The extent to which the ongoing synodal process seems geared towards accommodating, even prioritizing the priorities of Western liberal bishops seemed further illustrated by several moves in Rome in recent days.

In addition to confirming the session dates for October of Saturday, the Vatican also announced the appointment of a new slate of papally appointed consultants to the synods permanent secretariat in Rome. 

The list of six new experts features priests, religious, and lay people — men and women — from around the world. 

Synodal consultant and expert on the movement for women’s ordination to the diaconate, Tricia Bruce, PH.D. Image via

While the consultors include noted experts on the movement for women’s ordination in the United States and German authorities on indigenous Amazonian spirituality, not a single representative from Africa was appointed in the slate of synodal consultors.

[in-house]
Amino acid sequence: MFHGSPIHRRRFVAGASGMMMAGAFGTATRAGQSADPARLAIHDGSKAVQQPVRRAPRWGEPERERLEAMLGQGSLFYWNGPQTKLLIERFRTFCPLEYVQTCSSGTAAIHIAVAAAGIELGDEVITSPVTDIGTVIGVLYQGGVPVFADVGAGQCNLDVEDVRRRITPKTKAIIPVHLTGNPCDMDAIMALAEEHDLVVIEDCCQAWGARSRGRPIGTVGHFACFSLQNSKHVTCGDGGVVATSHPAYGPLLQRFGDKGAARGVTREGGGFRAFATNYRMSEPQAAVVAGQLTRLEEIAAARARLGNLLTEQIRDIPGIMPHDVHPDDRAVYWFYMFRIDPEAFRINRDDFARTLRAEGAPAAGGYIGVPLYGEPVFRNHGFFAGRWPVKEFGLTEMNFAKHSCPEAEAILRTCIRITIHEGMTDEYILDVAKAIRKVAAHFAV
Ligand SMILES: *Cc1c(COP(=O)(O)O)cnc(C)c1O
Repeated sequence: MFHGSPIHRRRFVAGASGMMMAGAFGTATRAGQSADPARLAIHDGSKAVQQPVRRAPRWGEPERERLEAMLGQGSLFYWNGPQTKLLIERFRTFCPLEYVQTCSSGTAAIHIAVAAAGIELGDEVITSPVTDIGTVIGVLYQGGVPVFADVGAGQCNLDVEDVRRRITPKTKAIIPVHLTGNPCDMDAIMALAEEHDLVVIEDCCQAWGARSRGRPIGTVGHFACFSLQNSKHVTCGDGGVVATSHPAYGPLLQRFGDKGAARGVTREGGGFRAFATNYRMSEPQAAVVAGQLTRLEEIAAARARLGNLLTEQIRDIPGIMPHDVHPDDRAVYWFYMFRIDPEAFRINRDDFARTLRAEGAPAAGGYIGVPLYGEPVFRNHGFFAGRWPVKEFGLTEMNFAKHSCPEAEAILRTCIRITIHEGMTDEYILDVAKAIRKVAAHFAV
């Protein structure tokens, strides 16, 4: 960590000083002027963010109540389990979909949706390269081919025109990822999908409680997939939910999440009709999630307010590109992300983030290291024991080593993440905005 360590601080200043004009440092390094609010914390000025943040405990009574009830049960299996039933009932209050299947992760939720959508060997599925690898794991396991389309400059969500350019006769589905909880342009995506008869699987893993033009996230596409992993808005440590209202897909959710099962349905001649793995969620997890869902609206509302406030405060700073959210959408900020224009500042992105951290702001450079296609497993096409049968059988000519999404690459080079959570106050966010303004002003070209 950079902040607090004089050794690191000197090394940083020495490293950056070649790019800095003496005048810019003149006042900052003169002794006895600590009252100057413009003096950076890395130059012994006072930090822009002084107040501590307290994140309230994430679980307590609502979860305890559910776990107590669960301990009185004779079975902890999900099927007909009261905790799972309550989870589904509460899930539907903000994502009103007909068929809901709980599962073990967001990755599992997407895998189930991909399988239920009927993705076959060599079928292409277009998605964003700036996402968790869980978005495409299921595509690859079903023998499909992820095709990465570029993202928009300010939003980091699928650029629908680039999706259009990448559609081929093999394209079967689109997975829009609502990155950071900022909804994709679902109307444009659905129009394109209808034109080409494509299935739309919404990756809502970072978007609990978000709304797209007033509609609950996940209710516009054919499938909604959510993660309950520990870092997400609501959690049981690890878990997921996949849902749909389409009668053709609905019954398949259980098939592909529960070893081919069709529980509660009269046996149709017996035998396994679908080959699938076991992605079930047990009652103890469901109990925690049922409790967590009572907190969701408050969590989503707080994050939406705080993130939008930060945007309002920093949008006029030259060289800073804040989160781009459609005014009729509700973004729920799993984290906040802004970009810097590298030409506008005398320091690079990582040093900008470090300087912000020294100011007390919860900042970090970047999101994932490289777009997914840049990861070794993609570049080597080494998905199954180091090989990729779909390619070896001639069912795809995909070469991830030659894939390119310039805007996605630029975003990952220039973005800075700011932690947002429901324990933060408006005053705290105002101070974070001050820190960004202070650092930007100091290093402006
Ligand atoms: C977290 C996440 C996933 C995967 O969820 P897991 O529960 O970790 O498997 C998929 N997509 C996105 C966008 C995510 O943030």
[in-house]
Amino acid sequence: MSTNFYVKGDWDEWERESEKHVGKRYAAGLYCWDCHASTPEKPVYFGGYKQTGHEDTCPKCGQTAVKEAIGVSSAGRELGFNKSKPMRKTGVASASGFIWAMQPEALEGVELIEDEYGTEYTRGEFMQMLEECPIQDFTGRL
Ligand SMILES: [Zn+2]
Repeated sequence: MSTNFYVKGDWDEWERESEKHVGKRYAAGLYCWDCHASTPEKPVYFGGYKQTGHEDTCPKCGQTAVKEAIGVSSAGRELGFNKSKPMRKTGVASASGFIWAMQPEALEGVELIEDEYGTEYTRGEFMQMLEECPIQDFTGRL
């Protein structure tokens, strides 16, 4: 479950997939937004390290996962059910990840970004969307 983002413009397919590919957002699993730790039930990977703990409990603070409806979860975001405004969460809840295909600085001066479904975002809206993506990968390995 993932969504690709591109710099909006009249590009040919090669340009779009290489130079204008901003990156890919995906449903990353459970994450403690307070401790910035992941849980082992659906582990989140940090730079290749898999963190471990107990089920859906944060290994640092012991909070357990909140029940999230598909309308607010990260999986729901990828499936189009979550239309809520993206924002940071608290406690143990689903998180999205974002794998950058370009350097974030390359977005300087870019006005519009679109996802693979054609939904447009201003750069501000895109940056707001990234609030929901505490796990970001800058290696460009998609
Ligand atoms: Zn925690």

Some Vatican observers are now increasingly convinced that the post-synodal recommendations and documents will push for decentralization of Church teaching and discipline along the lines of Fiducia supplicans, with European and North American dioceses given permission to ordain women, end clerical celibacy, and reimagine the Church’s moral teachings, and bishops’ conferences in Africa and Asia permitted to hold to “traditional” norms.

In a speech delivered on Feb. 16, Cardinal Robert McElroy of San Diego appeared to argue for just such a two-speed, federated, post-synodal Church.

Speaking about the differing receptions of Fiducia supplicans in the United States and in Africa, where blessings of persons in same-sex relationships is absolutely prohibited, McElroy hailed the “diverging pastoral paths” as a model of healthy decentralization, rather than obvious contradiction within the Church.